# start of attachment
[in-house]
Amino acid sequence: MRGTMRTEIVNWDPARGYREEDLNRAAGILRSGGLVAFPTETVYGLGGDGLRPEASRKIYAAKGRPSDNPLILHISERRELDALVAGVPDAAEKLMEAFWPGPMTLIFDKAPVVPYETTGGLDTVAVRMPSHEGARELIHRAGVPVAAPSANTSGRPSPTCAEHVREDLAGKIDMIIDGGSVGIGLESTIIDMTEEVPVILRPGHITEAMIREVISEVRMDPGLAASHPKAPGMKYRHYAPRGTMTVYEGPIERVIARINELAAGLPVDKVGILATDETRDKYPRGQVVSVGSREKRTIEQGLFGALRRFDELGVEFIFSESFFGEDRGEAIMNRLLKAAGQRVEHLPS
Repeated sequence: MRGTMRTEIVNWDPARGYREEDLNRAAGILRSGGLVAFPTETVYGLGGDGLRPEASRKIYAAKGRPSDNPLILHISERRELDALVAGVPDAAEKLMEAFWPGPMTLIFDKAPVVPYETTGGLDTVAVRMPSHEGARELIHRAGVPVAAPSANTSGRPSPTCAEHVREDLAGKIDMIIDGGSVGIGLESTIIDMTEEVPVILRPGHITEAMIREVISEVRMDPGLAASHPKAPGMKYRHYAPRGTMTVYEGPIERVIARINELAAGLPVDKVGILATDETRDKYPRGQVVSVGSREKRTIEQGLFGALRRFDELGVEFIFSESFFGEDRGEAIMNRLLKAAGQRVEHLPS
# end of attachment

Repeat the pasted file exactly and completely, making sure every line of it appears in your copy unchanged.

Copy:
[in-house]
Amino acid sequence: MRGTMRTEIVNWDPARGYREEDLNRAAGILRSGGLVAFPTETVYGLGGDGLRPEASRKIYAAKGRPSDNPLILHISERRELDALVAGVPDAAEKLMEAFWPGPMTLIFDKAPVVPYETTGGLDTVAVRMPSHEGARELIHRAGVPVAAPSANTSGRPSPTCAEHVREDLAGKIDMIIDGGSVGIGLESTIIDMTEEVPVILRPGHITEAMIREVISEVRMDPGLAASHPKAPGMKYRHYAPRGTMTVYEGPIERVIARINELAAGLPVDKVGILATDETRDKYPRGQVVSVGSREKRTIEQGLFGALRRFDELGVEFIFSESFFGEDRGEAIMNRLLKAAGQRVEHLPS
Repeated sequence: MRGTMRTEIVNWDPARGYREEDLNRAAGILRSGGLVAFPTETVYGLGGDGLRPEASRKIYAAKGRPSDNPLILHISERRELDALVAGVPDAAEKLMEAFWPGPMTLIFDKAPVVPYETTGGLDTVAVRMPSHEGARELIHRAGVPVAAPSANTSGRPSPTCAEHVREDLAGKIDMIIDGGSVGIGLESTIIDMTEEVPVILRPGHITEAMIREVISEVRMDPGLAASHPKAPGMKYRHYAPRGTMTVYEGPIERVIARINELAAGLPVDKVGILATDETRDKYPRGQVVSVGSREKRTIEQGLFGALRRFDELGVEFIFSESFFGEDRGEAIMNRLLKAAGQRVEHLPS